Re: [Histonet] Holzer stain for glial fibers

From:"John A. Kiernan"

I don't think there are answers, other than wild
speculation, to your questions! A few statements
can be made about the reagents, but they don't
necessarily relate to Holzer's method.

When a PMA solution is applied to a section its
large anions stick to regions of protein that are
permeable and rich in basic amino acids. (This
happens in collagen, in trichrome methods.) PMA
also makes insoluble pigment precipitates when
mixed with cationic triphenylmethane dyes such as
crystal violet. Non-aqueous PMA may have tissue
affinity different from that of an aqueous
solution. With the chemically related
phosphotungstic acid, the solvent and other
factors influence the tissue components that take
up the metal when PTA is used as a contrast stain
for EM (see Hayat 1993 Stains and Cytochemical
Methods, various places in book).

The Holzer method I'm now reading (in H. Cook's
"Manual", 1974) does not have a reagent called
phosphomolybdic alcohol, but the PMA is dissolved
(0.5%) in 95% alcohol. 

I have no idea what the ethanol-chloroform mixture
does. As the solvent for the dye, it might help to
carry crystal violet into hydrophobic domains of
the section. Clearly care is taken not to have any
water in contact with the sections before, during
and immediately after the staining in non-aqueous
crystal violet.

Cook suggests that the KBr might act as a trapping
agen for previously bound dye. (This would be an
action similar to the iodine-KI solution used in
Gram staining.)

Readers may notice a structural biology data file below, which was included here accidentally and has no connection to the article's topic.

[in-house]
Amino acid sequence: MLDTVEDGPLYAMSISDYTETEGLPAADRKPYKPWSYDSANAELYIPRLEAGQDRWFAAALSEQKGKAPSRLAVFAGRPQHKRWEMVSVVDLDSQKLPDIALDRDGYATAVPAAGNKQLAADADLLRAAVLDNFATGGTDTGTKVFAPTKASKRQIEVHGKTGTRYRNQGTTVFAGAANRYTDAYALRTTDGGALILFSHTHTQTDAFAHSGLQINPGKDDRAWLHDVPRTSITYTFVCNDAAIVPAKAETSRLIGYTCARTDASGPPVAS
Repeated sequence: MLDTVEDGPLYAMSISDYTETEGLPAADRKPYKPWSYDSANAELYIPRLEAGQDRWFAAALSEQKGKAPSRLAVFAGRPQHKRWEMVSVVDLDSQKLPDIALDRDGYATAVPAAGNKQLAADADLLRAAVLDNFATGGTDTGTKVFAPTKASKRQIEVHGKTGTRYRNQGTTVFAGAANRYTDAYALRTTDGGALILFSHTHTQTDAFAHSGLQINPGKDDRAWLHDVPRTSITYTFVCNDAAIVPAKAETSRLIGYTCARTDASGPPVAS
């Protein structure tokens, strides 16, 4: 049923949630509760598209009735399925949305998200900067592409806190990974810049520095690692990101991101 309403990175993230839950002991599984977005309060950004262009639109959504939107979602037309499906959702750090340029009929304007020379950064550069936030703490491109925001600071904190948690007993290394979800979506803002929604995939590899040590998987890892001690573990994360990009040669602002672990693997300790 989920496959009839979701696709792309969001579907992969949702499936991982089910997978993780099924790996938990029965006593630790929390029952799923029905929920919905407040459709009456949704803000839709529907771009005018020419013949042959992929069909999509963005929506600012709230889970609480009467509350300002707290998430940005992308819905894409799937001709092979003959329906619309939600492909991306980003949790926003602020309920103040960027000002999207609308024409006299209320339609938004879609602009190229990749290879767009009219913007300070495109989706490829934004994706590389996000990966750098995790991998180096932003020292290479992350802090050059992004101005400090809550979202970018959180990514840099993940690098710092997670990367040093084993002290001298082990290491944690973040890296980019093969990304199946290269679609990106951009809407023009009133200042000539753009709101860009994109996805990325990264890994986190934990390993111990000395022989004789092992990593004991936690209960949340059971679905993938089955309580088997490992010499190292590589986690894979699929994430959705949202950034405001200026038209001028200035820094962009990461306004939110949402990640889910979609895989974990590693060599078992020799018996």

The aniline-chloroform-ammonia mixture is used to
differentiate the stain. Ordinarily you wouldn't
expect a cationic dye like cresyl violet to be
extracted by an alkaline solution. Possibly it
extracts bound PMA, or dissolves a PMA-dye-bromide
complex out of hydrophobic but not out of
hydrophilic domains in the tissue. All guessing!
There's plenty of room for benchtop testing of
ideas with this one. It will be splendid if you
come up with hard evidence for a possible
mechanism for Holzer's stain.

Several years ago I was talking with a pathologist
who had tried to show that GFAP was the substrate
for Holzer's method. He failed to do so, using
methods equivalent to the ones he'd used to show
that Bodian's protargol method demonstrated one of
the neurofilament proteins. Nevertheless, it's
difficult to believe that Holzer's method and the
related Anderson's victoria blue staining anything
other than GFAP; is there another major strctural
protein in astrogliosis tissue?

Good luck with your research. I'd recommend
reading Holzer's 1921 paper; he must have
developed the method on the basis of some sort of
reasoning! I don't know of any published work on
the mechanism of Holzer's methods for gliosis.
Perhaps someone else will come up with something. 
John A. Kiernan
Department of Anatomy and Cell Biology
The University of Western Ontario
London,   Canada   N6A 5C1
_______________________________ wrote:
> Hello everyone,
>     I am doing research on the Holzer staining  technique, I was wondering if
> anyone could tell me the functions of the  following reagents: 0.5% Aqueous
> Phosphomolybdic Acid solution, Phosphomolybdic  Alcohol solution, Absolute
> Alcohol Chloroform mixture, and Potassium Bromide  solution.
> Thank you!

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